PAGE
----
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OP0275 Birth Characteristics and Childhood Infections Predict Ankylosing Spondylitis. A National Register Based Nested Case-Control Study
  1. U. Lindström1,
  2. H. Forsblad-d'Elia1,
  3. J. Askling2,
  4. L.E. Kristensen3,4,
  5. E. Lie1,5,
  6. S. Exarchou3,
  7. L. Jacobsson1
  1. 1Institute of Medicine, Sahlgrenska Academy, Rheumatology and Inflammation Research, Gothenburg
  2. 2Rheumatology Unit, Department of Medicine Solna, Karolinska Institutet, Stockholm
  3. 3Section of Rheumatology, Department of Clinical Sciences, Lund University, Lund, Sweden
  4. 4Department of Rheumatology, The Parker Institute, Frederiksberg and Bispebjerg Hospital, Denmark
  5. 5Diakonhjemmet Hospital, Oslo, Norway

Abstract

Background Ankylosing spondylitis (AS) is strongly associated with genetic factors, in particular the HLA-B27 genotype. In contrast, studies on environmental risk factors for developing AS are few. For the related disease entity reactive arthritis the triggering effect of infections is well established. For other autoimmune diseases, such as diabetes and rheumatoid arthritis, epidemiological studies have demonstrated that birth weight may predict disease development later in life. For allergic diseases, including asthma, having older siblings seems to decrease the risk, possibly explained by the “hygiene hypothesis”.

Objectives To determine if birth characteristics and childhood hospitalization due to infections predict a diagnosis of AS.

Methods Data from several national registers were used for this study. The National Patient Register was used to identify AS cases, defined as individuals born in Sweden after 1972 with ≥1 visit to specialized health care with an ICD-code for AS, and first AS ICD-code occurring after the age of 16 years. For each AS case 5 matched (sex, age, county) controls were retrieved from the population register. Cases and controls were linked to the Medical Birth Register to retrieve data on birth characteristics, and the National Patient Register to identify hospitalization due to infections (based on ICD-codes) up to 16 years of age. Univariate and multivariate conditional logistic regression models were used to assess increased risk (odds ratios) for a later diagnosis of AS. Exposures assessed were birth weight, gestational age, type of birth (single/multiple), number of older siblings and exposure to infections. The following covariates were also included in the multivariate analysis: mothers' marital status, mothers' birth country and size of the delivery unit.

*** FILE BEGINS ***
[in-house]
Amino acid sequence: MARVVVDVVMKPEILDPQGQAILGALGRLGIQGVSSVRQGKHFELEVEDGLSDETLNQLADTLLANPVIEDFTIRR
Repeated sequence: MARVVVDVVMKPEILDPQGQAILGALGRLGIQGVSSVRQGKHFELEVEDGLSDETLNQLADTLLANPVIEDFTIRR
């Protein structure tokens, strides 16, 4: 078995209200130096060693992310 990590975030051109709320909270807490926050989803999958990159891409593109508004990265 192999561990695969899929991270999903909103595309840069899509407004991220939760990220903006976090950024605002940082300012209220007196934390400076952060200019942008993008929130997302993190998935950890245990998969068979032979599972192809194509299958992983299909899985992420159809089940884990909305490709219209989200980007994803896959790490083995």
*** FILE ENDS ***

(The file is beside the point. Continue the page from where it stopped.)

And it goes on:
Results By univariate analyses statistically significant increased risks were observed for low birth weight (<3000g) (18% vs 15%, OR: 1.3 (95% Cl: 1.1–1.6)), having older siblings (63% vs 58%, OR: 1.3 (95% Cl: 1.1–1.4), and for having been hospitalized due to infections at age 5-12 (5% vs 3%, OR: 1.4 (95% Cl: 1.0–1.8) and at age 13-16 (2% vs 1%, OR: 1.6 (95% Cl: 1.0–1.5)). Similar point estimates were found in a multivariate analysis including birth weight, gestational age, number of older siblings, infections, mothers' marital status, mothers' birth country and size of the delivery unit (fig 1). Point estimates were similar for men and women as well as in sensitivity analyses excluding subjects with inflammatory bowel disease or psoriasis prior to first AS diagnosis.

Conclusions A diagnosis of AS was predicted by low birth weight, having older siblings and having been hospitalized due to infection during age 5-16 years, suggesting that these factors may be of importance in the disease pathogenesis.

Disclosure of Interest None declared

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